your regrets because all we have is now ? >> yeah. >> thank you. >> sang that song. once again india arie is blessing me with her gift of music with an original beautiful song for my podcast. >> everybody's got something and we have -- all have loss and heartbreak but tragedy is we don't take time to understand the meaning. ? everybody's got a little something ? ? kind ? [ applause ] >> a knack with those theme songs. >> i let her sing. >> give a taste. who else will be on. >> you saw tony rob witness, delie ya, this wonderful chef with a big heart. tig, same hometown we're from and went through the same cancer -- all these thing,
but there are so many people that we're talking to every day. delilah. do you listen to her. ? delilah ? to have her and this is the people that help me put it together. just really excited and our friends at memorial sloan-kettering, thank you for sponsoring it and help share the message. >> anthony anderson. >> we just booked anthony anderson. we just booked him for the podcast, thank you. thank you, baby. thank you. >> you know, robin, i think through all of your as you say somethings you continue to give back to everybody. and that says something about you. >> thank you. >> just an person with an amazing spirit. everybody loves you. everybody is so happy it's your 4th birthday and we couldn't ask for anything better. >> i got a lot of thank you notes to write. i do. and i do thank you.
cowboy in "magnificent seven." take a look. >> whoo, god dang it, i'm good. six pounds of pressure. that's all that's required to kill a man. and they say the nightmares never go away. >> oh, that was nice shooting, man. you grew up shooting. >> yeah, yeah. >> so were you excited you get a western movie and a chance to do it. >> it's a boy's dream, horse, guns, cigars walking around like a cowboy, i couldn't believe they were paying me. >> and you know denzel was here yesterday. denzel loves you. he said i was so happy to be a chris pratt movie. you're very fond of him from my understanding? >> completely. i mean denzel is a legend, you know an a great human being. we had a good time working together and, you know, i mean it's rare you get to work with somebody who's a two-time oscar winner. he's just decorated.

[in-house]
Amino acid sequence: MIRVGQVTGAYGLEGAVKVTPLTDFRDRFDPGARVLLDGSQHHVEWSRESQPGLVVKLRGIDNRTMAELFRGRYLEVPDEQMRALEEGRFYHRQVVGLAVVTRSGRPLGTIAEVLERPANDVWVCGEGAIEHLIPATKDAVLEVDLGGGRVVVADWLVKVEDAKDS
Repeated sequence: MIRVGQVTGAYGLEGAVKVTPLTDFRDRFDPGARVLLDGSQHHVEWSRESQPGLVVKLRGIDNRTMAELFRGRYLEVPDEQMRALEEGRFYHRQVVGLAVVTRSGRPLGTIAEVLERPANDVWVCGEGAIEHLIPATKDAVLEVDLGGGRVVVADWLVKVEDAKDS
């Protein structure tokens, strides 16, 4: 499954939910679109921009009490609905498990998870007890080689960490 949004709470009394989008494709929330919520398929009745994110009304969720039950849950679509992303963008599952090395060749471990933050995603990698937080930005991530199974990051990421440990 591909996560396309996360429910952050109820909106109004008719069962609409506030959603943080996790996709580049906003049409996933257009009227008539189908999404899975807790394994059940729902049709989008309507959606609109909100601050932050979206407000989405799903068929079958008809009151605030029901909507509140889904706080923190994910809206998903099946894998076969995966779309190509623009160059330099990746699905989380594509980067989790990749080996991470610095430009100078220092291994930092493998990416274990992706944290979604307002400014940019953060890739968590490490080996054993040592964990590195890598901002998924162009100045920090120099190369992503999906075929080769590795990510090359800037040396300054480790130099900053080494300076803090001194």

>> it is, yeah. going to spin off. we'll do our own road show. we'll take it to the road. >> the d & c show. >> d & c. >> i love you on instagram. you post some great stuff. you posted a picture with your cast "guardians of the galaxy." give us the whole plot. tell us everything. >> marvel will get mad but i'll tell you everything. yeah, it's, you know, it picks up a couple months after the you know, all the characters are back. kurt russell is also going to be in part 2 and the soundtrack is off the chain and -- i don't know. i can't say much but it'll be the greatest spectacle movie of all time. i don't want to oversell it. >> you don't want to oversell. >> yeah. >> the greatest of all time. that's telling the truth. it's how you feel. >> from all s up till now and
anything like this again so that's cool. >> i'm completely convinced. >> it is. it is going to be very good. >> you talk about the soundtrack being good. you play piano. >> yeah. >> are you on the soundtrack. >> no, i'm not that good. >> just curious. another thing on instagram, you have your son jack. he's 4 years old. >> 4 years old. >> and but you cook for him. you cook breakfast for him. >> yeah. >> you cooked him a pancake in -- i think we got a little -- what he thinks about your cooking. >> it looks like donald duck. >> he said -- you tried to say it looked like donald duck. >> he said it didn't look like donald duck. i said it did. he was like, i don't know, dad of the he was really kind about it. he didn't want to hurt my feelings but -- i thought i did a pretty good job, you know, i thought he was going to be blown away by my donald duck pancake